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Title: Functional characterisation of Candida glabrata open reading frames with no orthologue in Saccharomyces cerevisiae
Author: Ames, Lauren Claire
Awarding Body: University of Exeter
Current Institution: University of Exeter
Date of Award: 2013
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Candida glabrata is a significant and increasingly common pathogen of humans yet its mechanism of virulence remains unclear. Comparative genomic studies revealed that C. glabrata is more closely related to the non-pathogenic yeast Saccharomyces cerevisiae and that both these genomes are distinct from C. albicans. In order to explore C. glabrata virulence attributes, C. glabrata ORFs with no orthologue in S. cerevisiae were studied since these ORFs may have accompanied the adaptation of C. glabrata to the human host. Reciprocal best hit searches identified C. glabrata ORFs with no S. cerevisiae orthologue. A barcoded deletion library targeting 65 C. glabrata-specific ORFs was constructed. To functionally characterise the deletion library, mutants were tested for fitness and phenotypically screened to identify gene products required for growth in response to biologically relevant stresses. As such, novel phenotypes associated with the deletion of previously uncharacterised ORFs were uncovered. Mutants were also tested for infection-related properties including biofilm formation, antifungal agent susceptibility and for virulence in a Drosophila melanogaster infection model, resulting in the identification of two C. glabrata-specific ORFs, CAGL0K05687g and CAGL0H01749g, which were required for virulence. Three ORFs with notable phenotypes were taken forward for further characterisation. An adapted genome-wide synthetic genetic interaction approach was used to create genetic interaction networks for C. glabrata ORFs over-expressed in S. cerevisiae. Genetic interaction analysis of a C. glabrata chromatin remodeler CAGL0D05434g revealed a role for this ORF in metal ion homeostasis and DNA damage repair. Genetic interaction profiling for an oxidoreductase encoded by CAGL0K05687g was used to reveal mechanisms related to transport by which this ORF may be required for virulence.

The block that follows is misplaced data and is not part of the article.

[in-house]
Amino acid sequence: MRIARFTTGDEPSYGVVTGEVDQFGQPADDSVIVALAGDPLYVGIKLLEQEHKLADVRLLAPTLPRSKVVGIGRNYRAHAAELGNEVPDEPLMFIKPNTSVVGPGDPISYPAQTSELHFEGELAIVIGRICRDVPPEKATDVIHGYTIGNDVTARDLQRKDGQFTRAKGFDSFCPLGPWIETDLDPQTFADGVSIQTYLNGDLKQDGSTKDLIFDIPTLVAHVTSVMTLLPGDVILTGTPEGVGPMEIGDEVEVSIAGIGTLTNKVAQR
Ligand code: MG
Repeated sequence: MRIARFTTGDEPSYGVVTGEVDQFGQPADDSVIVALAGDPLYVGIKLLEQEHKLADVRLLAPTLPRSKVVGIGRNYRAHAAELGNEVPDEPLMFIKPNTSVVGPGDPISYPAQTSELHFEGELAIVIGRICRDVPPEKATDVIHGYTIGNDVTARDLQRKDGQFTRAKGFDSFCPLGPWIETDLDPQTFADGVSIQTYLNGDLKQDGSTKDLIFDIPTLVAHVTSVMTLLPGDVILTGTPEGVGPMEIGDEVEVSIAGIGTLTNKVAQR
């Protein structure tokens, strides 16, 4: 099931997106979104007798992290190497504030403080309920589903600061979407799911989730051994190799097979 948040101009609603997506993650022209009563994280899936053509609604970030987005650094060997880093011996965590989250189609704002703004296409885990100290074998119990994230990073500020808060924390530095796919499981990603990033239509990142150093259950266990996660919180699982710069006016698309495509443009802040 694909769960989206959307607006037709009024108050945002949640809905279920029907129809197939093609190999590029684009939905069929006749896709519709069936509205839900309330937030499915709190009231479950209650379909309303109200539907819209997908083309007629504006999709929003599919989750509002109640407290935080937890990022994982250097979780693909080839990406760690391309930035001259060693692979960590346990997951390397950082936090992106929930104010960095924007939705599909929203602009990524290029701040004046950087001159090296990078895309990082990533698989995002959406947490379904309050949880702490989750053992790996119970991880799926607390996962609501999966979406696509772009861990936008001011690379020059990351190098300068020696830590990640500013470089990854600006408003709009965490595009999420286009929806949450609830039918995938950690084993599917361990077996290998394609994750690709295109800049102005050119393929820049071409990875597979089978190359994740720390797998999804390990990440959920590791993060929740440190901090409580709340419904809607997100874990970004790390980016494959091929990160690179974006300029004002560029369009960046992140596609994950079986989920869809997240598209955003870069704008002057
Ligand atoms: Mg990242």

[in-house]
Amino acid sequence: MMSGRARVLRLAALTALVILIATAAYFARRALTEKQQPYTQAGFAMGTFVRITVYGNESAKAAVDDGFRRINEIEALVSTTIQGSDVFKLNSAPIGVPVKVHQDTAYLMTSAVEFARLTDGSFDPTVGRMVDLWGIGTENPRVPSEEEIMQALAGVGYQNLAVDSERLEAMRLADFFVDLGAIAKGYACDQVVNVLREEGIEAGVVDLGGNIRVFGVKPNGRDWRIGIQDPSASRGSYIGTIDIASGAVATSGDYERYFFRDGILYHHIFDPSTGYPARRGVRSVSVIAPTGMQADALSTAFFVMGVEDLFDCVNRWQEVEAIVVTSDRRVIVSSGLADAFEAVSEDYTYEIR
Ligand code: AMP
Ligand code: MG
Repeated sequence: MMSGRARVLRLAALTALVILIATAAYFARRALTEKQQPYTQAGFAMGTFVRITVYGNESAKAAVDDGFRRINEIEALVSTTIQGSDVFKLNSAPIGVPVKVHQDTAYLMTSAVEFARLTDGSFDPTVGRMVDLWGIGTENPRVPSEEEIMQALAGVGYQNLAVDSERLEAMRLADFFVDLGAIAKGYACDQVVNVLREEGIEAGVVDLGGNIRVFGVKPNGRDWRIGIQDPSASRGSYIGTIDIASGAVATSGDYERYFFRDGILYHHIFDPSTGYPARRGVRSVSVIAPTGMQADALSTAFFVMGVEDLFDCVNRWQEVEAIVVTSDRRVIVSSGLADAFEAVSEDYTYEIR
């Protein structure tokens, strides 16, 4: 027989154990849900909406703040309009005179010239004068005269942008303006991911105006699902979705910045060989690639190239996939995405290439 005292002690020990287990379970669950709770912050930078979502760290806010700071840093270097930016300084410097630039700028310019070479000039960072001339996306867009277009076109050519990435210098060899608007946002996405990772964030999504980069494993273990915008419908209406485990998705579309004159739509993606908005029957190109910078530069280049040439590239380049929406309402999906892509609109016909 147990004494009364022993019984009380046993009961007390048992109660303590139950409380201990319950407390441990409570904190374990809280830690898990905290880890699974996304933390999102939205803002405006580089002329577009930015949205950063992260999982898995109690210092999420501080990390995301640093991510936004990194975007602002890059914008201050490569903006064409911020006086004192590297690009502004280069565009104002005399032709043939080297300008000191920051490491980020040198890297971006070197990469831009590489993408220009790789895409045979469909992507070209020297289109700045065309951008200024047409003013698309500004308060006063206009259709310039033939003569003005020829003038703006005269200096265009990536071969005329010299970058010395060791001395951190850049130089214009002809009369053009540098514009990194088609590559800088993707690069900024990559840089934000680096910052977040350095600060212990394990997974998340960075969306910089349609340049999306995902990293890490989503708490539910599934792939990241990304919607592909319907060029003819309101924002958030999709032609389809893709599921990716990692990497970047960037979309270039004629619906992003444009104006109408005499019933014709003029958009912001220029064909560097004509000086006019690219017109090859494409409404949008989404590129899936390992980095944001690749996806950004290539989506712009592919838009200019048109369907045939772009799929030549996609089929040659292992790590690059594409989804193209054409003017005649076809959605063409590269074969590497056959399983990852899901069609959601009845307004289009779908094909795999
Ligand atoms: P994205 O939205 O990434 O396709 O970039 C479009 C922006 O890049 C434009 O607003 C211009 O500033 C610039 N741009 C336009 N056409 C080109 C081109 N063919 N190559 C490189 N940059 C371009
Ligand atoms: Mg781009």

Supervisor: Haynes, Ken Sponsor: Not available
Qualification Name: Thesis (Ph.D.) Qualification Level: Doctoral
EThOS ID:  DOI: Not available